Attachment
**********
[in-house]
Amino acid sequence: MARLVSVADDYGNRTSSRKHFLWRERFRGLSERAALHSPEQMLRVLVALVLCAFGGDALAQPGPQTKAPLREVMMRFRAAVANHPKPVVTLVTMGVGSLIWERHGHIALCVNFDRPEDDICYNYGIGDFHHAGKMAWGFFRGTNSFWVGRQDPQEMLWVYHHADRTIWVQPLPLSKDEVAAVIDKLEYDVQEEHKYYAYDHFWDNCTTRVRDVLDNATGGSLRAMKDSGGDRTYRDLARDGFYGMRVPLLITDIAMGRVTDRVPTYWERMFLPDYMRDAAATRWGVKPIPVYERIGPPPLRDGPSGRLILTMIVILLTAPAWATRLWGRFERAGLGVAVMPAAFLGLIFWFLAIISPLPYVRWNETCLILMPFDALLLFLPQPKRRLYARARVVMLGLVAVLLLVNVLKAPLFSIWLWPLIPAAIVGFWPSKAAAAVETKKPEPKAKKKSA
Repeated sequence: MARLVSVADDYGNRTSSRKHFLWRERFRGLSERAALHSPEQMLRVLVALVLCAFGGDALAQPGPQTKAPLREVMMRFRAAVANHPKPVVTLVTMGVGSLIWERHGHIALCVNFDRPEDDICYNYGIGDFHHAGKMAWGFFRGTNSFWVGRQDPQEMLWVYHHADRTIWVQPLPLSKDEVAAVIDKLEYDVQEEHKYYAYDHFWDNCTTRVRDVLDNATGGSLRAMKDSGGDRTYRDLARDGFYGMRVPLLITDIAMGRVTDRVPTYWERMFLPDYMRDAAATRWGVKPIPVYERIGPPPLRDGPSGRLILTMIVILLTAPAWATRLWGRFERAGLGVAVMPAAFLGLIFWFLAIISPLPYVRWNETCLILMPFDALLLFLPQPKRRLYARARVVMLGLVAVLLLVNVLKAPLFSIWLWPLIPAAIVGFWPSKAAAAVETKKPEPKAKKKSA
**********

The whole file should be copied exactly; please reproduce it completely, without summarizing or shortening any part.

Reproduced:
[in-house]
Amino acid sequence: MARLVSVADDYGNRTSSRKHFLWRERFRGLSERAALHSPEQMLRVLVALVLCAFGGDALAQPGPQTKAPLREVMMRFRAAVANHPKPVVTLVTMGVGSLIWERHGHIALCVNFDRPEDDICYNYGIGDFHHAGKMAWGFFRGTNSFWVGRQDPQEMLWVYHHADRTIWVQPLPLSKDEVAAVIDKLEYDVQEEHKYYAYDHFWDNCTTRVRDVLDNATGGSLRAMKDSGGDRTYRDLARDGFYGMRVPLLITDIAMGRVTDRVPTYWERMFLPDYMRDAAATRWGVKPIPVYERIGPPPLRDGPSGRLILTMIVILLTAPAWATRLWGRFERAGLGVAVMPAAFLGLIFWFLAIISPLPYVRWNETCLILMPFDALLLFLPQPKRRLYARARVVMLGLVAVLLLVNVLKAPLFSIWLWPLIPAAIVGFWPSKAAAAVETKKPEPKAKKKSA
Repeated sequence: MARLVSVADDYGNRTSSRKHFLWRERFRGLSERAALHSPEQMLRVLVALVLCAFGGDALAQPGPQTKAPLREVMMRFRAAVANHPKPVVTLVTMGVGSLIWERHGHIALCVNFDRPEDDICYNYGIGDFHHAGKMAWGFFRGTNSFWVGRQDPQEMLWVYHHADRTIWVQPLPLSKDEVAAVIDKLEYDVQEEHKYYAYDHFWDNCTTRVRDVLDNATGGSLRAMKDSGGDRTYRDLARDGFYGMRVPLLITDIAMGRVTDRVPTYWERMFLPDYMRDAAATRWGVKPIPVYERIGPPPLRDGPSGRLILTMIVILLTAPAWATRLWGRFERAGLGVAVMPAAFLGLIFWFLAIISPLPYVRWNETCLILMPFDALLLFLPQPKRRLYARARVVMLGLVAVLLLVNVLKAPLFSIWLWPLIPAAIVGFWPSKAAAAVETKKPEPKAKKKSA